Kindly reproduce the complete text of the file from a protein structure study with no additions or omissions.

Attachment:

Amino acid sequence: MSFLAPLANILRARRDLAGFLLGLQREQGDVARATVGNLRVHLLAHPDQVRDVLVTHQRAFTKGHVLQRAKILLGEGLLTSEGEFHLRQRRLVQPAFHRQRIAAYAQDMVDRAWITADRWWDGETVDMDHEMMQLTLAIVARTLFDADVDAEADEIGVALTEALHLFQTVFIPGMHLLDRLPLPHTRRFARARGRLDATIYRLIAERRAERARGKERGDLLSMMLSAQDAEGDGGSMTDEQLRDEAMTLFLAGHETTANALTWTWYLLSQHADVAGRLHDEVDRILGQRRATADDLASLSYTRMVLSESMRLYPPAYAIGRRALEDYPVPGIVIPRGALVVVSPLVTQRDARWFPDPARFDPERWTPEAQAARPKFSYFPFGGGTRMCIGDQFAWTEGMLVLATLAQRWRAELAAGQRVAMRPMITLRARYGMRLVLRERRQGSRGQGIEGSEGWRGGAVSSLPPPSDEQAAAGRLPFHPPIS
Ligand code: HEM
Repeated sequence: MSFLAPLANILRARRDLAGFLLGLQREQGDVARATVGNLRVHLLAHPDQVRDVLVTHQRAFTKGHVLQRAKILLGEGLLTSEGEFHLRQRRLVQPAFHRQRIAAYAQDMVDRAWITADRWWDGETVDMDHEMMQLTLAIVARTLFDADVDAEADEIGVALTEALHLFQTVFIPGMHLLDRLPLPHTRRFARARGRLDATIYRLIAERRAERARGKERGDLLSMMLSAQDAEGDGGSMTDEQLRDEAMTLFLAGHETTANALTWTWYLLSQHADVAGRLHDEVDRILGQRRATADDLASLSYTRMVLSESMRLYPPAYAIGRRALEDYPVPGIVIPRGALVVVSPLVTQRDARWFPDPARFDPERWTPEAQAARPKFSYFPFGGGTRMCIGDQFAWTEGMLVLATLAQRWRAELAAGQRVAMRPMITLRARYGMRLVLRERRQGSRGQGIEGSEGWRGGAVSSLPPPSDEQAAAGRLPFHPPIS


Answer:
Amino acid sequence: MSFLAPLANILRARRDLAGFLLGLQREQGDVARATVGNLRVHLLAHPDQVRDVLVTHQRAFTKGHVLQRAKILLGEGLLTSEGEFHLRQRRLVQPAFHRQRIAAYAQDMVDRAWITADRWWDGETVDMDHEMMQLTLAIVARTLFDADVDAEADEIGVALTEALHLFQTVFIPGMHLLDRLPLPHTRRFARARGRLDATIYRLIAERRAERARGKERGDLLSMMLSAQDAEGDGGSMTDEQLRDEAMTLFLAGHETTANALTWTWYLLSQHADVAGRLHDEVDRILGQRRATADDLASLSYTRMVLSESMRLYPPAYAIGRRALEDYPVPGIVIPRGALVVVSPLVTQRDARWFPDPARFDPERWTPEAQAARPKFSYFPFGGGTRMCIGDQFAWTEGMLVLATLAQRWRAELAAGQRVAMRPMITLRARYGMRLVLRERRQGSRGQGIEGSEGWRGGAVSSLPPPSDEQAAAGRLPFHPPIS
Ligand code: HEM
Repeated sequence: MSFLAPLANILRARRDLAGFLLGLQREQGDVARATVGNLRVHLLAHPDQVRDVLVTHQRAFTKGHVLQRAKILLGEGLLTSEGEFHLRQRRLVQPAFHRQRIAAYAQDMVDRAWITADRWWDGETVDMDHEMMQLTLAIVARTLFDADVDAEADEIGVALTEALHLFQTVFIPGMHLLDRLPLPHTRRFARARGRLDATIYRLIAERRAERARGKERGDLLSMMLSAQDAEGDGGSMTDEQLRDEAMTLFLAGHETTANALTWTWYLLSQHADVAGRLHDEVDRILGQRRATADDLASLSYTRMVLSESMRLYPPAYAIGRRALEDYPVPGIVIPRGALVVVSPLVTQRDARWFPDPARFDPERWTPEAQAARPKFSYFPFGGGTRMCIGDQFAWTEGMLVLATLAQRWRAELAAGQRVAMRPMITLRARYGMRLVLRERRQGSRGQGIEGSEGWRGGAVSSLPPPSDEQAAAGRLPFHPPIS